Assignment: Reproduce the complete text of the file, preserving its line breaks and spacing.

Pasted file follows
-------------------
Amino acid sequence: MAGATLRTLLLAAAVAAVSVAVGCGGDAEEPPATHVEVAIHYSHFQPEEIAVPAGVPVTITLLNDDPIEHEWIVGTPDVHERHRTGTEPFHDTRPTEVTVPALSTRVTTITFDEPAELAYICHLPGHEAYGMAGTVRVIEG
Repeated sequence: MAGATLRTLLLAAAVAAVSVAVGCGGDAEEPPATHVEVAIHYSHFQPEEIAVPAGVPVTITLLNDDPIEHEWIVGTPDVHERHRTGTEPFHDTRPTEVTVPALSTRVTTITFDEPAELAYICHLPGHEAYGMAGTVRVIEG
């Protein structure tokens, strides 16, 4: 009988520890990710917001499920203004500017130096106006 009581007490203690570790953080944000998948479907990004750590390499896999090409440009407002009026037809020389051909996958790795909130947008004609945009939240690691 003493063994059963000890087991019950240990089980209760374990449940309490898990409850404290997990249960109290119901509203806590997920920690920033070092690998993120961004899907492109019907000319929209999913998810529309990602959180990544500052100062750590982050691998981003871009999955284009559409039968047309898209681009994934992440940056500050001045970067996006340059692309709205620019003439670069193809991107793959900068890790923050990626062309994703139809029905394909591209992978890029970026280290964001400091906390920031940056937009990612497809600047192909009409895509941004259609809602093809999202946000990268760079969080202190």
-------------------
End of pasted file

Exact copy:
Amino acid sequence: MAGATLRTLLLAAAVAAVSVAVGCGGDAEEPPATHVEVAIHYSHFQPEEIAVPAGVPVTITLLNDDPIEHEWIVGTPDVHERHRTGTEPFHDTRPTEVTVPALSTRVTTITFDEPAELAYICHLPGHEAYGMAGTVRVIEG
Repeated sequence: MAGATLRTLLLAAAVAAVSVAVGCGGDAEEPPATHVEVAIHYSHFQPEEIAVPAGVPVTITLLNDDPIEHEWIVGTPDVHERHRTGTEPFHDTRPTEVTVPALSTRVTTITFDEPAELAYICHLPGHEAYGMAGTVRVIEG
């Protein structure tokens, strides 16, 4: 009988520890990710917001499920203004500017130096106006 009581007490203690570790953080944000998948479907990004750590390499896999090409440009407002009026037809020389051909996958790795909130947008004609945009939240690691 003493063994059963000890087991019950240990089980209760374990449940309490898990409850404290997990249960109290119901509203806590997920920690920033070092690998993120961004899907492109019907000319929209999913998810529309990602959180990544500052100062750590982050691998981003871009999955284009559409039968047309898209681009994934992440940056500050001045970067996006340059692309709205620019003439670069193809991107793959900068890790923050990626062309994703139809029905394909591209992978890029970026280290964001400091906390920031940056937009990612497809600047192909009409895509941004259609809602093809999202946000990268760079969080202190």